Amid empty streets and shuttered shops, crime rates in some of the biggest U.S. cities have dropped, with some exceptions, Bloomberg reports. Car thefts and store burglaries are spiking in some municipalities even as crime overall — especially violent offenses — dropped in 10 of the 20 most populated cities, more than halving in San Francisco alone. “It’s just a reflection of reduced opportunities for these kind of events,’’ said Daniel Nagin, a Carnegie Mellon University criminologist. He said murders “often occur in public places in bars and things like that. With those kinds of activities shut down there’s less social interaction.” Car theft is an exception. In New York it’s surging, up 49 percent for the week ended April 12 compared with last year. Car theft was the only major crime to show an increase in Los Angeles, rising 11.3 percent for the 28 days ending April 11. Burglaries are on the rise in New York, up 26 percent year-to-date compared with 2019.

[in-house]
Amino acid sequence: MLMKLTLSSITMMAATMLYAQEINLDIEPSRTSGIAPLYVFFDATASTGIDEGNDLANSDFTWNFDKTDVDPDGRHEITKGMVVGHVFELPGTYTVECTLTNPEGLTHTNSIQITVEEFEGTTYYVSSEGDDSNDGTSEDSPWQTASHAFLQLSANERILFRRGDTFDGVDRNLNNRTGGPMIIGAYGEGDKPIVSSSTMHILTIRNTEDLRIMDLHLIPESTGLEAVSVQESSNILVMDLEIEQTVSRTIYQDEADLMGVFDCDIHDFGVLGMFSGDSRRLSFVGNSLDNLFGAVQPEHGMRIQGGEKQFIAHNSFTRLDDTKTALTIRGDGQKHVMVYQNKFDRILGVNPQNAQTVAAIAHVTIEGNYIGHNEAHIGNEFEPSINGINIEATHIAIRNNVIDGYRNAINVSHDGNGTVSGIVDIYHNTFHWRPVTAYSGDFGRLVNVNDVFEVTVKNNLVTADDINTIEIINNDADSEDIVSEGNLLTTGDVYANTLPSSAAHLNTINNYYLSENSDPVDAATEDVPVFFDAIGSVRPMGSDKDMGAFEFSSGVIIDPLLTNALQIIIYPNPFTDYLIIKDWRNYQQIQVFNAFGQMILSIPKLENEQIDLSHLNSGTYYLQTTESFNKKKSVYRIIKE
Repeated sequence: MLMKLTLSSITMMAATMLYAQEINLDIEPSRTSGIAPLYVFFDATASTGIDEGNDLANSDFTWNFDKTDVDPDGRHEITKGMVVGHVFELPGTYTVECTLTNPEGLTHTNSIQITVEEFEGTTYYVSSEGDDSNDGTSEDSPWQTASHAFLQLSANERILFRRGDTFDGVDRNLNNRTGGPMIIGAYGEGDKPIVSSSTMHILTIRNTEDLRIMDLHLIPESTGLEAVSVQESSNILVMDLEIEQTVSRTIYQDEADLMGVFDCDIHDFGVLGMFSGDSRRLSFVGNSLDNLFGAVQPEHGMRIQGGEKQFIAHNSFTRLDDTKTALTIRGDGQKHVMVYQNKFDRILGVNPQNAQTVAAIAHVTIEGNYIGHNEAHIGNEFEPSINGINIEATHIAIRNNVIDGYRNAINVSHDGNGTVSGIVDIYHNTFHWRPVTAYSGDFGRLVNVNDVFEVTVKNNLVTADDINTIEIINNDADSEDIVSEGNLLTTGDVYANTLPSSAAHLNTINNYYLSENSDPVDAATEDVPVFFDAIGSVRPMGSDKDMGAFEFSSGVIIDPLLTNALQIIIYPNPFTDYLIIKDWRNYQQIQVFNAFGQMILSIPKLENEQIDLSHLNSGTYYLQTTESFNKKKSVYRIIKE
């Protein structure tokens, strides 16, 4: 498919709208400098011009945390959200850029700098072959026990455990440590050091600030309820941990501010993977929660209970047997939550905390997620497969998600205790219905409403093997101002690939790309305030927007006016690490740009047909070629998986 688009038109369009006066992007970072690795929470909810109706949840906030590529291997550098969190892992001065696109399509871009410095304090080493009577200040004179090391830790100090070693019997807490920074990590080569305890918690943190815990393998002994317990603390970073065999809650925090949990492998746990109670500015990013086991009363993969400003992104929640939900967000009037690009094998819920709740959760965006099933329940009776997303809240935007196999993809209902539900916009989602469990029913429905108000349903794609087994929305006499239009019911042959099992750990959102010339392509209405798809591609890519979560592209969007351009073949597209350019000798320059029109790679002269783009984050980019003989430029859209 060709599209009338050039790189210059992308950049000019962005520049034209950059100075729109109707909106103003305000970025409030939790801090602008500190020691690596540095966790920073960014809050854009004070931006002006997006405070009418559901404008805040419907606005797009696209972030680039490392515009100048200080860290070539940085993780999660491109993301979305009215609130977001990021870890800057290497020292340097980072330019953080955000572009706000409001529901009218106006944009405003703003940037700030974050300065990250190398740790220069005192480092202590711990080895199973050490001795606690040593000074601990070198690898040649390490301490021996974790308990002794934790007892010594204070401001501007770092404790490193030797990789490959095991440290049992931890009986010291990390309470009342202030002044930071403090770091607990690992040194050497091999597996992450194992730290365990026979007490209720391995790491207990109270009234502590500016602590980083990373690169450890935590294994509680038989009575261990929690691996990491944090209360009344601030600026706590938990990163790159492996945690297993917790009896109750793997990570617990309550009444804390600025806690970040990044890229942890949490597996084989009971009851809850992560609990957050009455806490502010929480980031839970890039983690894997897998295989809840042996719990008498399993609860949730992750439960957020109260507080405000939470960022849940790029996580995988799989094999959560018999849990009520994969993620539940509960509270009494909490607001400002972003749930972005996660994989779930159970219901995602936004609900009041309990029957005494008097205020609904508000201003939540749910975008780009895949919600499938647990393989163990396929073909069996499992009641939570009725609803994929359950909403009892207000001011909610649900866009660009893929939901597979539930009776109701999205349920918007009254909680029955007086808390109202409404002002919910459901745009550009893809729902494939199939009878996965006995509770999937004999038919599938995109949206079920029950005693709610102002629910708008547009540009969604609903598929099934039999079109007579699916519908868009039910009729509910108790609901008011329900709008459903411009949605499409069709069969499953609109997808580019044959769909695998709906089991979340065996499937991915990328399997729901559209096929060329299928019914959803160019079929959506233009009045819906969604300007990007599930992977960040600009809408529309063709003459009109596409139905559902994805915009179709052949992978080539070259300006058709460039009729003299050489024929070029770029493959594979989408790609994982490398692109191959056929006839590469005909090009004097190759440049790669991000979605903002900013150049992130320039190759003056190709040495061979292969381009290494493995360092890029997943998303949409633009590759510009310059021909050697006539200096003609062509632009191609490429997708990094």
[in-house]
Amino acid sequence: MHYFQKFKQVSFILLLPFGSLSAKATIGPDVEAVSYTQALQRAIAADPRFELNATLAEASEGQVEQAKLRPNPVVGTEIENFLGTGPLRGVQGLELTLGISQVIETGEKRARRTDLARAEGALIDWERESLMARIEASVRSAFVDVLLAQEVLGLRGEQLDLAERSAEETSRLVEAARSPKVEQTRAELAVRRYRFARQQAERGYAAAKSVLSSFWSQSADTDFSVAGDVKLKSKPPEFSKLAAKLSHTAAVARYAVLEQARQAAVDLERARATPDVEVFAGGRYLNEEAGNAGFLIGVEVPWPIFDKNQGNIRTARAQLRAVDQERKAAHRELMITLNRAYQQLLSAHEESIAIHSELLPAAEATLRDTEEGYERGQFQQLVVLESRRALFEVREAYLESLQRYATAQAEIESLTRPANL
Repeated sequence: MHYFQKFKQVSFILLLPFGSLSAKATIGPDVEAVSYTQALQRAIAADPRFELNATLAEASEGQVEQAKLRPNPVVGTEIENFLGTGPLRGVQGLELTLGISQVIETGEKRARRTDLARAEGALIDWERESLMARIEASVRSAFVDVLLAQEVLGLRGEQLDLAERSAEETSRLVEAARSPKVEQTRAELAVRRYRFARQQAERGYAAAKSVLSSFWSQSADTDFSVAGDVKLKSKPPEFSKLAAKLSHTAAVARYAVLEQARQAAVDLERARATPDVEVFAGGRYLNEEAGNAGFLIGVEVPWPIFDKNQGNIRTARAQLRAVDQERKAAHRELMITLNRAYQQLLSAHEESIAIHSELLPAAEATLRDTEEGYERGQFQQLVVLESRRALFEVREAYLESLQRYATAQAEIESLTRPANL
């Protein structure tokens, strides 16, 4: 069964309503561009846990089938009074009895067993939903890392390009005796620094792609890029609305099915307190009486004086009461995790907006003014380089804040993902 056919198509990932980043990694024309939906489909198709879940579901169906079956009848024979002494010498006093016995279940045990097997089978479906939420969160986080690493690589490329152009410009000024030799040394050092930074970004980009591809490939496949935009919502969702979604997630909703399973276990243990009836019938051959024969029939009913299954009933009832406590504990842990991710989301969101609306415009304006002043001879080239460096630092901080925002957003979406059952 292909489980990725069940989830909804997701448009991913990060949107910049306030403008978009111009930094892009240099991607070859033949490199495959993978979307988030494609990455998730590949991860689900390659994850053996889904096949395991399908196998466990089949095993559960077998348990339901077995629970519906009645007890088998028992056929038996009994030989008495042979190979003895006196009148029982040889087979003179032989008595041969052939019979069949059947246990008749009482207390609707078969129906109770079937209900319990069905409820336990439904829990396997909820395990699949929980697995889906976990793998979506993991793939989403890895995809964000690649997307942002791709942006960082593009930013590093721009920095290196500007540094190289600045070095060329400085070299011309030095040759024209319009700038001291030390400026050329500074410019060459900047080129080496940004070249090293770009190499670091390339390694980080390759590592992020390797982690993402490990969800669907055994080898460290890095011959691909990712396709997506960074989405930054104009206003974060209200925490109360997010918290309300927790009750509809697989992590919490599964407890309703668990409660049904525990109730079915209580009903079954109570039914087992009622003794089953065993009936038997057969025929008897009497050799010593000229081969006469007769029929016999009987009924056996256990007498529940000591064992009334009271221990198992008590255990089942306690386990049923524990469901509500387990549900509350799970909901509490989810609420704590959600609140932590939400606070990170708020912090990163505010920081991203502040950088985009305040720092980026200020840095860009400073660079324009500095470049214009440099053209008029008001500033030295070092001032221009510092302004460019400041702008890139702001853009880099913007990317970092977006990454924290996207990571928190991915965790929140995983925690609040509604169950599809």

Robberies and burglaries dropped more dramatically in Los Angeles than some other major U.S. cities, perhaps because it closed non-essential businesses and told people to stay at home earlier than other cities, said criminologist Charis Kubrin of the University of California Irvine. “Property crimes are crimes of opportunity and with most businesses closed, there are simply fewer opportunities,” she said. Each of the 10 major cities that provided data reported a decline in rapes and sexual assaults, with San Francisco posting the biggest drop — more than 50 percent. Most cities are showing a decline in assaults. Theft is down in the cities surveyed. The drop in street crime may be followed by an increase in white-collar crime, such as price gauging and online fraud. “Opportunities have shifted from the street to online,” Kubrin said.